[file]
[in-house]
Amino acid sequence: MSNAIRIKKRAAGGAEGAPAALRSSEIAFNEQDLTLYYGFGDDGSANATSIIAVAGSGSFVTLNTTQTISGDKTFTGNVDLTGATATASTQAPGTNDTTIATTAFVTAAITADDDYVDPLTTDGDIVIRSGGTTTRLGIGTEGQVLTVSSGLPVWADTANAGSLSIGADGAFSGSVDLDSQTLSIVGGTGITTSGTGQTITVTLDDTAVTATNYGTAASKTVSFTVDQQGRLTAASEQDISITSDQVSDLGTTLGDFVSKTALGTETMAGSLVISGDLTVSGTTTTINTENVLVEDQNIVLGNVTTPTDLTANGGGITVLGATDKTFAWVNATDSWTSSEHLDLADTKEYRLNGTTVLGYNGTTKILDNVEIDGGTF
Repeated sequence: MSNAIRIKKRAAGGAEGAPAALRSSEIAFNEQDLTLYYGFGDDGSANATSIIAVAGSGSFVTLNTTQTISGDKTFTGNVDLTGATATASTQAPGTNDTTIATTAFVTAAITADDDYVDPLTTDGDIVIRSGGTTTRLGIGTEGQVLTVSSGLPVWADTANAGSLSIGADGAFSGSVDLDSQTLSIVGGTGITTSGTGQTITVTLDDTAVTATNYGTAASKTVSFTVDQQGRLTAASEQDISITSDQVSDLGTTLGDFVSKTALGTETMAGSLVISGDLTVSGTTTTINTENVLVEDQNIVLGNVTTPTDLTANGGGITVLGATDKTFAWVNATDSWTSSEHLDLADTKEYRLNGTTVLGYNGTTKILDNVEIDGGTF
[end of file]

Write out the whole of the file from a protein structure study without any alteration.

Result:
[in-house]
Amino acid sequence: MSNAIRIKKRAAGGAEGAPAALRSSEIAFNEQDLTLYYGFGDDGSANATSIIAVAGSGSFVTLNTTQTISGDKTFTGNVDLTGATATASTQAPGTNDTTIATTAFVTAAITADDDYVDPLTTDGDIVIRSGGTTTRLGIGTEGQVLTVSSGLPVWADTANAGSLSIGADGAFSGSVDLDSQTLSIVGGTGITTSGTGQTITVTLDDTAVTATNYGTAASKTVSFTVDQQGRLTAASEQDISITSDQVSDLGTTLGDFVSKTALGTETMAGSLVISGDLTVSGTTTTINTENVLVEDQNIVLGNVTTPTDLTANGGGITVLGATDKTFAWVNATDSWTSSEHLDLADTKEYRLNGTTVLGYNGTTKILDNVEIDGGTF
Repeated sequence: MSNAIRIKKRAAGGAEGAPAALRSSEIAFNEQDLTLYYGFGDDGSANATSIIAVAGSGSFVTLNTTQTISGDKTFTGNVDLTGATATASTQAPGTNDTTIATTAFVTAAITADDDYVDPLTTDGDIVIRSGGTTTRLGIGTEGQVLTVSSGLPVWADTANAGSLSIGADGAFSGSVDLDSQTLSIVGGTGITTSGTGQTITVTLDDTAVTATNYGTAASKTVSFTVDQQGRLTAASEQDISITSDQVSDLGTTLGDFVSKTALGTETMAGSLVISGDLTVSGTTTTINTENVLVEDQNIVLGNVTTPTDLTANGGGITVLGATDKTFAWVNATDSWTSSEHLDLADTKEYRLNGTTVLGYNGTTKILDNVEIDGGTF